MARY SHARRATT is an American writer who has lived in the Pendle region of Lancashire, England, for the past seven years. The author of the critically acclaimed novels Summit Avenue, The Real Minerva, and The Vanishing Point, Sharratt is also the co-editor of the subversive fiction anthology Bitch Lit, a celebration of female antiheroes, strong women who break all the rules. Her novels include Summit Avenue, The Real Minera, The Vanishing Point, The Daughters of Witching Hill, Illuminations, and The Dark Lady's Mask. For more information, please visit Mary Sharratt's website. You can also connect with her on Facebook, Twitter, and Goodreads.

Blog Tour Schedule

Tuesday, April 10 Review at Broken Teepee Wednesday, April 11 Feature at Passages to the Past Thursday, April 12 Review at Bookfever Review at Unabridged Chick Friday, April 13 Interview at Unabridged Chick Review at View From the Birdhouse Saturday, April 14 Review at Clarissa Reads it All Monday, April 16 Review at Cup of Sensibility Tuesday, April 17 Review at Based on a True Story Wednesday, April 18 Review at Oh, for the Hook of a Book! Thursday, April 19 Review at History From a Woman's Perspective Friday, April 20 Review at Linda's Book Obsession Sunday, April 22 Review at Carole Rae's Random Ramblings Monday, April 23 Review at A Bookaholic Swede Tuesday, April 24 Interview at Oh, for the Hook of a Book! Wednesday, April 25 Review at A Literary Vacation Thursday, April 26 Guest Post at A Bookish Affair Friday, April 27 Review at Ageless Pages Reviews Monday, April 30 Review at Caryn, the Book Whisperer Tuesday, May 1 Review at A Bookish Affair Thursday, May 3 Interview at The Writing Desk Monday, May 7 Review at What Cathy Read Next Wednesday, May 9 Review at Svetlana's Reads and Views Thursday, May 10 Review at Writing the Renaissance Friday, May 11 Interview at Writing the Renaissance Monday, May 14 Interview at Let Them Read Books Wednesday, May 16 Review at Jorie Loves a Story Thursday, May 17 Review at Nicole Evelina Friday, May 18 Interview at Nicole Evelina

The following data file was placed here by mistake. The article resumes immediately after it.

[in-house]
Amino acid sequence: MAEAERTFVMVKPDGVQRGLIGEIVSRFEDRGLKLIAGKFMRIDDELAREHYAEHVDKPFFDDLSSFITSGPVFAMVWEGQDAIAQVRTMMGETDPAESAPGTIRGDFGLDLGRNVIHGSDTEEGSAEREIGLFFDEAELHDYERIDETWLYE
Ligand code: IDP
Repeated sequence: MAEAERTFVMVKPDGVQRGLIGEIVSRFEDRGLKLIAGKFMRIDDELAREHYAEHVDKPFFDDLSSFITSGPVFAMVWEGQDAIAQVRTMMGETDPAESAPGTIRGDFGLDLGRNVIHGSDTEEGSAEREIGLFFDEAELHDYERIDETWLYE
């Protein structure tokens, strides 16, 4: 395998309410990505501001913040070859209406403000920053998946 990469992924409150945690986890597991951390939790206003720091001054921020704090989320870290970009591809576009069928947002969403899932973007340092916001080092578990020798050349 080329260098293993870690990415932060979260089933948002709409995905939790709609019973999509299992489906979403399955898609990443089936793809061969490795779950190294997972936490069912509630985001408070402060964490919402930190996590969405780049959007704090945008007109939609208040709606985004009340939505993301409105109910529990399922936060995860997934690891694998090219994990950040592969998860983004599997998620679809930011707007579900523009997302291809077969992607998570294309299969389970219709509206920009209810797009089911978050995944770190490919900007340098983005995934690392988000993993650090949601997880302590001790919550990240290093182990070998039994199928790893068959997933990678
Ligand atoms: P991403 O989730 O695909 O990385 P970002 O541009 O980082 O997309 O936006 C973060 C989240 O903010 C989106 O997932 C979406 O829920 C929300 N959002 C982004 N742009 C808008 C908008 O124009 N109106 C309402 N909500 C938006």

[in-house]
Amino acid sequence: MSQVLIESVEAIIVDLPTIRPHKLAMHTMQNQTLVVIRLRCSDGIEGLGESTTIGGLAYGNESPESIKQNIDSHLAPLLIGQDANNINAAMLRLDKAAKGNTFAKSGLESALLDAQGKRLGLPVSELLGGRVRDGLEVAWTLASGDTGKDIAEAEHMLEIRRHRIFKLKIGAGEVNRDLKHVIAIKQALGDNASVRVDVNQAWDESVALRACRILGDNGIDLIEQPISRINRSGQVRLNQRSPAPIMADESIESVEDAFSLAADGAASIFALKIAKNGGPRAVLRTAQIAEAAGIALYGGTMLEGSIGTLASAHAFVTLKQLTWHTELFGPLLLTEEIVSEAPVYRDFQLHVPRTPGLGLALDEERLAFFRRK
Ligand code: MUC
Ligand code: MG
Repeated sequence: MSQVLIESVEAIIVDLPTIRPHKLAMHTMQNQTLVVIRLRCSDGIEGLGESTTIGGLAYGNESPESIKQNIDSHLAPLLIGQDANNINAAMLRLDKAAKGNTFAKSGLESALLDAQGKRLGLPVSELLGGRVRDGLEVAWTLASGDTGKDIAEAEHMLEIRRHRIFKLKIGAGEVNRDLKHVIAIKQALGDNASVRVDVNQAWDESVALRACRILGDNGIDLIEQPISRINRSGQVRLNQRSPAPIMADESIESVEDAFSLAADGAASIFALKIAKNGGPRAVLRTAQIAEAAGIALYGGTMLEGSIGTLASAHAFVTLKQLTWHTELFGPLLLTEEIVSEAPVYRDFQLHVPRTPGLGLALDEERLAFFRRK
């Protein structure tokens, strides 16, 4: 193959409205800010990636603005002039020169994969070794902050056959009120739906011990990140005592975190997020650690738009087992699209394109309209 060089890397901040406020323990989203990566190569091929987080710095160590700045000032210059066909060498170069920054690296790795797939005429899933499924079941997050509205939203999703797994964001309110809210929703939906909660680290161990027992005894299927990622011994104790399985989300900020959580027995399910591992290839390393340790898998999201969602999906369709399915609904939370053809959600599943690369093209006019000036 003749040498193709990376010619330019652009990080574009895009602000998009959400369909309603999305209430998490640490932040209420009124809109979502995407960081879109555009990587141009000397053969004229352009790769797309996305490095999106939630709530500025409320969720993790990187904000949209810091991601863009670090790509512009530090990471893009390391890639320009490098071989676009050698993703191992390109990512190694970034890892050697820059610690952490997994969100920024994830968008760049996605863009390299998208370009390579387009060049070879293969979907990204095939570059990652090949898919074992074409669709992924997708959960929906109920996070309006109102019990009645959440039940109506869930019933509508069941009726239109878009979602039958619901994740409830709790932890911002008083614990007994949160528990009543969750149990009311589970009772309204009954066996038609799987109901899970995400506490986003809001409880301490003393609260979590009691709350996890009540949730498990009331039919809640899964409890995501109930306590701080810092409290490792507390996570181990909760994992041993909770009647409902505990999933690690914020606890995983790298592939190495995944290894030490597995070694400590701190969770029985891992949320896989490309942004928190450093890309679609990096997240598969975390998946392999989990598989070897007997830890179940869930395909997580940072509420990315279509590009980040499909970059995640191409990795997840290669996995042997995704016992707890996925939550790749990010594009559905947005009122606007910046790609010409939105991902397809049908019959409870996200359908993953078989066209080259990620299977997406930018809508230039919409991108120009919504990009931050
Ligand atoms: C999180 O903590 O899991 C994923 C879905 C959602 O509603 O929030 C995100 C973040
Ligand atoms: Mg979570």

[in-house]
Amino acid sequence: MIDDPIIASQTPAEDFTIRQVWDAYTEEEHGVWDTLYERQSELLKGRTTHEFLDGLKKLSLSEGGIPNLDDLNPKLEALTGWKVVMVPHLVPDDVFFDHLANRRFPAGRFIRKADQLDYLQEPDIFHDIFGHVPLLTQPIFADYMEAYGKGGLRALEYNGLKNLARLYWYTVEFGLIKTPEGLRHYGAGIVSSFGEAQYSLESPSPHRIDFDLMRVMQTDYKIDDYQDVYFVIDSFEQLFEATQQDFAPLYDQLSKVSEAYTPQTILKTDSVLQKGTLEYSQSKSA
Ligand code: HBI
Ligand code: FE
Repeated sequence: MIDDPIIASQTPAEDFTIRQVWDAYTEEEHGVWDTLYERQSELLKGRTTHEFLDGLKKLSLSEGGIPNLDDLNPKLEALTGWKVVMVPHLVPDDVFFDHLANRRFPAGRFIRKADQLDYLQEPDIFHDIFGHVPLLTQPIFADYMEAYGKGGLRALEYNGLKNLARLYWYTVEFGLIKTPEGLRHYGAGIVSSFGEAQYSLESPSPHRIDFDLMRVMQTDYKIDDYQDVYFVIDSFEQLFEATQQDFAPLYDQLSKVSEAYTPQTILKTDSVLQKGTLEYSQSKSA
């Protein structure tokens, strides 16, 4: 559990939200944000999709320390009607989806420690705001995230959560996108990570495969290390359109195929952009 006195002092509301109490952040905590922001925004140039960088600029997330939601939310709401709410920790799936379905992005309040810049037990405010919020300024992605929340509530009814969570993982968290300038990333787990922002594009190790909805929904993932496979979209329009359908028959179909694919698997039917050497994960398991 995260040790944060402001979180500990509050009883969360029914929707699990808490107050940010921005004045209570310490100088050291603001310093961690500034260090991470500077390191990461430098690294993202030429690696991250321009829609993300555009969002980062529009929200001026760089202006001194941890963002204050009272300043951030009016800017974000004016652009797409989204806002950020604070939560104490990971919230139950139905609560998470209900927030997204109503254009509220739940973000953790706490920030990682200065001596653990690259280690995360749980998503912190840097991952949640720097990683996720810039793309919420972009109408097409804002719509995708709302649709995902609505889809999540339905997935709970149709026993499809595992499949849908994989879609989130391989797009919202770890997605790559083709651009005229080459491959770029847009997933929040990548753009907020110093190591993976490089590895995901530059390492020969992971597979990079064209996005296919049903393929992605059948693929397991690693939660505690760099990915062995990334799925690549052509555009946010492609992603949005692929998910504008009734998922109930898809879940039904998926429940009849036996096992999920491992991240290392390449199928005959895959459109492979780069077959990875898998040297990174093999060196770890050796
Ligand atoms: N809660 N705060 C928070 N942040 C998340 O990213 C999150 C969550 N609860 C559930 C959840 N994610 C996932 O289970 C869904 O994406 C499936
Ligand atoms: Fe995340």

During the Blog Tour we will be giving away a paperback copy of Ecstasy! To enter, please enter via the Gleam form below. Giveaway Rules – Giveaway ends at 11:59pm EST on May 18th. You must be 18 or older to enter. – Giveaway is open to US residents only. – Only one entry per household. – All giveaway entrants agree to be honest and not cheat the systems; any suspect of fraud is decided upon by blog/site owner and the sponsor, and entrants may be disqualified at our discretion. – Winner has 48 hours to claim prize or new winner is chosen. Ecstasy